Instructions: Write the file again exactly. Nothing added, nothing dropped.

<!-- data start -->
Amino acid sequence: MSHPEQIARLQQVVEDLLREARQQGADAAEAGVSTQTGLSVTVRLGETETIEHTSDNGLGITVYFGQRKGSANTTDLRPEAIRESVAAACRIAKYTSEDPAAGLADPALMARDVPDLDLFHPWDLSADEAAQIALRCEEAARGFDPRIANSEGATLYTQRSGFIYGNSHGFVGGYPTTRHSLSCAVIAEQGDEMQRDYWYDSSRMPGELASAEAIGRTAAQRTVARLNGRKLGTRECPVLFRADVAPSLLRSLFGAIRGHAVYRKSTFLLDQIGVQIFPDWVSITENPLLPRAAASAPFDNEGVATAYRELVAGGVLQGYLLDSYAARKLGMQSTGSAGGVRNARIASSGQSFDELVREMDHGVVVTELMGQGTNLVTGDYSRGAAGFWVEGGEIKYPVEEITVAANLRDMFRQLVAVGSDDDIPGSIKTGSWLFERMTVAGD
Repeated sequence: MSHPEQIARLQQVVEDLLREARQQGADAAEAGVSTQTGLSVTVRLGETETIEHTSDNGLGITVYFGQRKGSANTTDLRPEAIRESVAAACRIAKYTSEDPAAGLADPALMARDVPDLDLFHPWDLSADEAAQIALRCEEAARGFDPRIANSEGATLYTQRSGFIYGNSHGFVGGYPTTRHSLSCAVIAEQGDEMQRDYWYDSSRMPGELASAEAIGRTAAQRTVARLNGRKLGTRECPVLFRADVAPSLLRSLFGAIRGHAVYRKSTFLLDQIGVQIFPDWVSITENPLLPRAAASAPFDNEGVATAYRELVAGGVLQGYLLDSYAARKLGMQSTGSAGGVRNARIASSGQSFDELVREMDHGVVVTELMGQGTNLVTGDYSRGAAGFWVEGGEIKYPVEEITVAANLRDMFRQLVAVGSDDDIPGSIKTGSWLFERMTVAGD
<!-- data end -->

Amino acid sequence: MSHPEQIARLQQVVEDLLREARQQGADAAEAGVSTQTGLSVTVRLGETETIEHTSDNGLGITVYFGQRKGSANTTDLRPEAIRESVAAACRIAKYTSEDPAAGLADPALMARDVPDLDLFHPWDLSADEAAQIALRCEEAARGFDPRIANSEGATLYTQRSGFIYGNSHGFVGGYPTTRHSLSCAVIAEQGDEMQRDYWYDSSRMPGELASAEAIGRTAAQRTVARLNGRKLGTRECPVLFRADVAPSLLRSLFGAIRGHAVYRKSTFLLDQIGVQIFPDWVSITENPLLPRAAASAPFDNEGVATAYRELVAGGVLQGYLLDSYAARKLGMQSTGSAGGVRNARIASSGQSFDELVREMDHGVVVTELMGQGTNLVTGDYSRGAAGFWVEGGEIKYPVEEITVAANLRDMFRQLVAVGSDDDIPGSIKTGSWLFERMTVAGD
Repeated sequence: MSHPEQIARLQQVVEDLLREARQQGADAAEAGVSTQTGLSVTVRLGETETIEHTSDNGLGITVYFGQRKGSANTTDLRPEAIRESVAAACRIAKYTSEDPAAGLADPALMARDVPDLDLFHPWDLSADEAAQIALRCEEAARGFDPRIANSEGATLYTQRSGFIYGNSHGFVGGYPTTRHSLSCAVIAEQGDEMQRDYWYDSSRMPGELASAEAIGRTAAQRTVARLNGRKLGTRECPVLFRADVAPSLLRSLFGAIRGHAVYRKSTFLLDQIGVQIFPDWVSITENPLLPRAAASAPFDNEGVATAYRELVAGGVLQGYLLDSYAARKLGMQSTGSAGGVRNARIASSGQSFDELVREMDHGVVVTELMGQGTNLVTGDYSRGAAGFWVEGGEIKYPVEEITVAANLRDMFRQLVAVGSDDDIPGSIKTGSWLFERMTVAGD